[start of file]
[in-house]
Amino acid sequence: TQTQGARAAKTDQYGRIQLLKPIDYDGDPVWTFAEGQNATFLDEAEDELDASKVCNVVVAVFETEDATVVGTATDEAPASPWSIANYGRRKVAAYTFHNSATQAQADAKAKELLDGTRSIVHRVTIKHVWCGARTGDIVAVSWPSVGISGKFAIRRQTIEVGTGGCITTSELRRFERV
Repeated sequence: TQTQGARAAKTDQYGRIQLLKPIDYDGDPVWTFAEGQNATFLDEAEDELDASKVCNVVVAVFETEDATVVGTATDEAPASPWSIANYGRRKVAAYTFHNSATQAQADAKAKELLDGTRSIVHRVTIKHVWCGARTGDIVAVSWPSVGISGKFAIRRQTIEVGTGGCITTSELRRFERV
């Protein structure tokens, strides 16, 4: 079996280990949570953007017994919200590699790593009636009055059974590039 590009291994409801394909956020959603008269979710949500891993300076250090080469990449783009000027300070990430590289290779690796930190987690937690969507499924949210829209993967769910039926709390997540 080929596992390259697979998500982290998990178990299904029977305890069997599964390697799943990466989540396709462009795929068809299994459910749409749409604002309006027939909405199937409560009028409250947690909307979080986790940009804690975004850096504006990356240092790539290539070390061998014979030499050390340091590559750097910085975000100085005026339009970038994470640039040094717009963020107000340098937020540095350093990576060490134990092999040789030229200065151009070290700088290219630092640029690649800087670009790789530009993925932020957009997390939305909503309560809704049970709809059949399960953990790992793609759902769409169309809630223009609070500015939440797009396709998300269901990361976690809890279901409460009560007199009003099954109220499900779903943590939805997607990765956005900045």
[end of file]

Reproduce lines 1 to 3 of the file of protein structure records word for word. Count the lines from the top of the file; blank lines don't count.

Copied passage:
[in-house]
Amino acid sequence: TQTQGARAAKTDQYGRIQLLKPIDYDGDPVWTFAEGQNATFLDEAEDELDASKVCNVVVAVFETEDATVVGTATDEAPASPWSIANYGRRKVAAYTFHNSATQAQADAKAKELLDGTRSIVHRVTIKHVWCGARTGDIVAVSWPSVGISGKFAIRRQTIEVGTGGCITTSELRRFERV
Repeated sequence: TQTQGARAAKTDQYGRIQLLKPIDYDGDPVWTFAEGQNATFLDEAEDELDASKVCNVVVAVFETEDATVVGTATDEAPASPWSIANYGRRKVAAYTFHNSATQAQADAKAKELLDGTRSIVHRVTIKHVWCGARTGDIVAVSWPSVGISGKFAIRRQTIEVGTGGCITTSELRRFERV